PDA

View Full Version : A6M's in China



VBF-83_Hawk
12-04-2004, 06:44 AM
3rd Kokutai, A6M, Hanoi (07/41 €" 10/41), Reorganized from a bomber group to a pure fighter group in September 1941.


14th Kokutai, Fighter daitai, Hanoi (07/10/40 €" 15/09/41), Mitsubishi A6M (09/40 €" ), Disbanded on 15 September 1941.

13 Sept 1940, A6M2
The first air combat with Chinese fighters was on 13 September, when Zeroes shot down a force of 27 Soviet-built Polikarpov I-15 biplanes and I-16 monoplanes, which were very maneuverable themselves but not as fast. In its first year of combat, the Zero was credited with destroying 44 Chinese aircraft in the air against the loss of only two Zeroes, both of which were destroyed by anti-aircraft fire.

VBF-83_Hawk
12-04-2004, 07:01 AM
"While the Zero was supremely maneuverable at low speeds, its controls became heavy at high speeds, and it rolled to the left much more easily than it rolled to the right. Also, due to its float-type carburetor design it tended to stall under negative gees, as would be encountered if the Zero were climbing and then had to drop back downward while remaining upright. An American fighter could escape the Zero by bobbing up, diving while the Zero's engine stalled, and then rolling to the right."

berg417448
12-04-2004, 09:15 AM
The comments about the alleged engine cut out has been discussed at length on these forums.

Hasn't it been pretty well established that the reason for this belief was the incorrect installation of the carburetor on a captured Zero rebuilt in america? I have never read of an engine cut out being mentioned by surviving Japanese pilots.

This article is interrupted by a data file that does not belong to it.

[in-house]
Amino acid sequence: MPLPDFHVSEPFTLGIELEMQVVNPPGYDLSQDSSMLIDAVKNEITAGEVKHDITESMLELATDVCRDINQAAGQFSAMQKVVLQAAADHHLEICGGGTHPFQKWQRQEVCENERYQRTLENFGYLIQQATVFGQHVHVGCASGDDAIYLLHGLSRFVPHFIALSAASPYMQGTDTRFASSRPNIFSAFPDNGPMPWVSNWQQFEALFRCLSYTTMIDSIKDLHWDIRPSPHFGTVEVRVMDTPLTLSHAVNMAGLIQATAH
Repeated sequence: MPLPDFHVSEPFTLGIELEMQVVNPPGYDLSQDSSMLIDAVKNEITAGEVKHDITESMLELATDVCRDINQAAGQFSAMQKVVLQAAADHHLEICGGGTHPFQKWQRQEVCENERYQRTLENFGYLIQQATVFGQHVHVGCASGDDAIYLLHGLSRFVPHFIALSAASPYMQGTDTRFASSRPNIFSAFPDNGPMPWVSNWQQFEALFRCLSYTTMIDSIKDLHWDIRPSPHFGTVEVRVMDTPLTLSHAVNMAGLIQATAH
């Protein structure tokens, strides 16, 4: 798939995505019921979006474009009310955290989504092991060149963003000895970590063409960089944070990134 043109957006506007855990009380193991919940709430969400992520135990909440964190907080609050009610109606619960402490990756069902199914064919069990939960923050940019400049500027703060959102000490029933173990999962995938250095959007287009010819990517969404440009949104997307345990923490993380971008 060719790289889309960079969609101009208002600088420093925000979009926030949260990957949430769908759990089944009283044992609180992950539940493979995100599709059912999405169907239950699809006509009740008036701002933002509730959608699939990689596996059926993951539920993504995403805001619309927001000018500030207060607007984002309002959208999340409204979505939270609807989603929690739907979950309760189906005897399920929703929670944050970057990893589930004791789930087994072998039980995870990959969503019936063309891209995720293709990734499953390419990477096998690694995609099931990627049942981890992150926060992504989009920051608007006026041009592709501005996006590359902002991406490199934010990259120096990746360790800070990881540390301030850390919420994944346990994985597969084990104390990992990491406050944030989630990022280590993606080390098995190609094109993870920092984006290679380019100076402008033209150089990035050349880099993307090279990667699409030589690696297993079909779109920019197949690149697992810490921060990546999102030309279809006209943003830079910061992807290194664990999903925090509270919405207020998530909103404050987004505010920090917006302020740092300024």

Stiglr
12-04-2004, 10:24 AM
Exactly. American sources aren't to be trusted for this period.

Plain and simple, the ARMY ran the show in Burma and China in 37 - 40.

Those "Zeros" were in all likelihood Oscars, or even Nates.

VBF-83_Hawk
12-04-2004, 10:43 AM
I know bnut isnt it amazing you keep reading about it? ..and stiggy, these were A6M2s not Oscars.

chris455
12-04-2004, 10:50 AM
Doesn't Sakai himself mention sorties in his Zero while serving in China?
Zeroes did serve in China.

Saburo_0
12-04-2004, 12:56 PM
"During the four months from August 1940, until the end of that year, a total of 153 Zero sorties were flown in 22 missions during which 59 Chinese aircraft were shot down and 101 destroyed on the ground without any loss in the Zero force." ....." By this time in 1941 (September) the Chinese Air Force was rendered totally ineffective. This situation fostered the edict made by Japanese Naval Air Headquarters to withdraw its air units from mainland China in the latter half of 1941 to prepare for the Pacific War. ...The Zero, at this point, disappeared from the China skies as this responsibility was shifted to the JAAF."
-Mikesh P39-40

Mr_Nakajima
12-04-2004, 01:04 PM
Prior to the attack on Pearl Harbour, the Imperial Japanese Navy did indeed operate in China. With the China war being the only one in progress, they would hardly have sat on the sidelines and let the Imperial Japanese Army have all the fun.

With the entry of Japan into the Second World War, the IJN was fully occupied in the Pacific and left the fighting in China and Burma to the IJA.

VBF-83_Hawk
12-04-2004, 01:42 PM
That sounds about right. Just as an edjamikated guess, there only about 350 A6M2 in 1941. The A5M4 still out classed anything in China. The Ki-43 at that time still had much design problems but again, the A5M4 still out classed anything in China. With the IJN looking at Pearl, they needed all A6M fighters there, not China. How many A6M2 fighters were on the IJN CVs at Pearl...150?